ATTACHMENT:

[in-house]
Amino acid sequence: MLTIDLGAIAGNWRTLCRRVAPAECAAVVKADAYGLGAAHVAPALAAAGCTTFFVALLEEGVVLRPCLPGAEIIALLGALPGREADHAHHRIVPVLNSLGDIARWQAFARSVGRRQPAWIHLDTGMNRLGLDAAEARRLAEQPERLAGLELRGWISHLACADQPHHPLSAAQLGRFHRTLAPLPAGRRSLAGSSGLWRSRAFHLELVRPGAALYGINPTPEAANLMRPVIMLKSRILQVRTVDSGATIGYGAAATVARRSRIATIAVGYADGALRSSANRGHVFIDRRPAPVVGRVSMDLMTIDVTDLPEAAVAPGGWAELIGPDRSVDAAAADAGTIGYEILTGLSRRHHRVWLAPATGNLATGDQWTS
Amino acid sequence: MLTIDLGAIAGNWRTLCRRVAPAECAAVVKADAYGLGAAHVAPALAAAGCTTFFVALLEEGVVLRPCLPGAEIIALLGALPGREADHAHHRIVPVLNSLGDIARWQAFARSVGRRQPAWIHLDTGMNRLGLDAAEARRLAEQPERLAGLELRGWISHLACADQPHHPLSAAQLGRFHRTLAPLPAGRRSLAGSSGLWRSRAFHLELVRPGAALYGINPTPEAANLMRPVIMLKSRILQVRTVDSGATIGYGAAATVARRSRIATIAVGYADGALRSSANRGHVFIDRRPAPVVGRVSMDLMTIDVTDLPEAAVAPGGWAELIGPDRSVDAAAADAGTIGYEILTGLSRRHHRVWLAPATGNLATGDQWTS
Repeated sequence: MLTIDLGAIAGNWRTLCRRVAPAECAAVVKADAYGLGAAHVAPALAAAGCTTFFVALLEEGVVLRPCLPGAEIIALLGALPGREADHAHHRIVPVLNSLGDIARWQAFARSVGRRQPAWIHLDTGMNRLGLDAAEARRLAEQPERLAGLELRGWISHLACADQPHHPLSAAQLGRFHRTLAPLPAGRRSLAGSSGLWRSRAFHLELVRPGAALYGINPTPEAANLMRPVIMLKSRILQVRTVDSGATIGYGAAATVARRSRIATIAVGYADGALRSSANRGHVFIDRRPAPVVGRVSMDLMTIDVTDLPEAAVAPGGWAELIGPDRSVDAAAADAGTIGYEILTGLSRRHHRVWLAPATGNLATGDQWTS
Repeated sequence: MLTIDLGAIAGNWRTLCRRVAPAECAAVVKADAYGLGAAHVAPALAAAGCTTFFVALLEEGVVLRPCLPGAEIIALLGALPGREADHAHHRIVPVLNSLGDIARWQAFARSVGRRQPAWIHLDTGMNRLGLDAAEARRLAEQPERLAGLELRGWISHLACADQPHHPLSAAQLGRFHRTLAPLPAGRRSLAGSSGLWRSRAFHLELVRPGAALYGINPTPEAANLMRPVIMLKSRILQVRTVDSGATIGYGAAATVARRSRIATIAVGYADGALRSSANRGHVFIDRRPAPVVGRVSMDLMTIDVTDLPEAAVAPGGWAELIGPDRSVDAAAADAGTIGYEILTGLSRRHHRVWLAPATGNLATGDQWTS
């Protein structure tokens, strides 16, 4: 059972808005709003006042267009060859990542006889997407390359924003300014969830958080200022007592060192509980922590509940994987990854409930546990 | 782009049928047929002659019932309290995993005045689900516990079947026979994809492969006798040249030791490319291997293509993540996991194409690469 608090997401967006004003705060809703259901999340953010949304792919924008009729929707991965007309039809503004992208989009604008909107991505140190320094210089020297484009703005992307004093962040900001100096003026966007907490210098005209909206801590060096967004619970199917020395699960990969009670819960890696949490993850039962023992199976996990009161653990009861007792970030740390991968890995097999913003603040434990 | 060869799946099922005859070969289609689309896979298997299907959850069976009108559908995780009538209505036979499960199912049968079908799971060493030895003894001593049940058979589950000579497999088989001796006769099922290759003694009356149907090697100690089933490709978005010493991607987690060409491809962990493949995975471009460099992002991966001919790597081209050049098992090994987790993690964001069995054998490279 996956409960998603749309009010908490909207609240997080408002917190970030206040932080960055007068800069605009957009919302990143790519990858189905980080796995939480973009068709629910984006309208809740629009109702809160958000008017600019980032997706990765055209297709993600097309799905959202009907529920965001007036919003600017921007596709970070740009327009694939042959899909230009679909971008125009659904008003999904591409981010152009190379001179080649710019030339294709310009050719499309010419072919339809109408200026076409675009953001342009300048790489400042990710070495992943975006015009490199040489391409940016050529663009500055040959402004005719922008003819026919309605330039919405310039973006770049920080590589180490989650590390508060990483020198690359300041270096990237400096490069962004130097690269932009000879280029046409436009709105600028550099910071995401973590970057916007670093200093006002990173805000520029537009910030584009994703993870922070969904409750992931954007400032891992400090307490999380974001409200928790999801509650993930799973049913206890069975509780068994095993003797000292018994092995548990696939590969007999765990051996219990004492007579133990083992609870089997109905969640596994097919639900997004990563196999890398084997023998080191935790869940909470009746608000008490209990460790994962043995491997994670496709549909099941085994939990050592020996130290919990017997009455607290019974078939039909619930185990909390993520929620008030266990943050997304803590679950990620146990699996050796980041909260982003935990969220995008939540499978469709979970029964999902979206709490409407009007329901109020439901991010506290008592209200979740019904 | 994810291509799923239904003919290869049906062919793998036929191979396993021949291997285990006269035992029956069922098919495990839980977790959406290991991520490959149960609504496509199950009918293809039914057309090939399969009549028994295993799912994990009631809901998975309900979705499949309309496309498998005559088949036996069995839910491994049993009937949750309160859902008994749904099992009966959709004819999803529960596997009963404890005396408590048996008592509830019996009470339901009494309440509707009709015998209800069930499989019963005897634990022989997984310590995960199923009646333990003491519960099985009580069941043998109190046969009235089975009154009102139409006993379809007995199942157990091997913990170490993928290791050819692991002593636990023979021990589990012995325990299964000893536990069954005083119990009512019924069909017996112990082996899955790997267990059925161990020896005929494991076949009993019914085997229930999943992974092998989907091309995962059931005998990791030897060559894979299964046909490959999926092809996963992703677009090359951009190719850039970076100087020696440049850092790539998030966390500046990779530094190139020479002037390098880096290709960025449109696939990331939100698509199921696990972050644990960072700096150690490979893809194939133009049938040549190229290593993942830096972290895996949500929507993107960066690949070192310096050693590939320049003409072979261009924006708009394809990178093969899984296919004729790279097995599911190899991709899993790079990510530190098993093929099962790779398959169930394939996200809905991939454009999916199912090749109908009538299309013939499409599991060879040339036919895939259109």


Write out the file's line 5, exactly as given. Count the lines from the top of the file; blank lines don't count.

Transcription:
Repeated sequence: MLTIDLGAIAGNWRTLCRRVAPAECAAVVKADAYGLGAAHVAPALAAAGCTTFFVALLEEGVVLRPCLPGAEIIALLGALPGREADHAHHRIVPVLNSLGDIARWQAFARSVGRRQPAWIHLDTGMNRLGLDAAEARRLAEQPERLAGLELRGWISHLACADQPHHPLSAAQLGRFHRTLAPLPAGRRSLAGSSGLWRSRAFHLELVRPGAALYGINPTPEAANLMRPVIMLKSRILQVRTVDSGATIGYGAAATVARRSRIATIAVGYADGALRSSANRGHVFIDRRPAPVVGRVSMDLMTIDVTDLPEAAVAPGGWAELIGPDRSVDAAAADAGTIGYEILTGLSRRHHRVWLAPATGNLATGDQWTS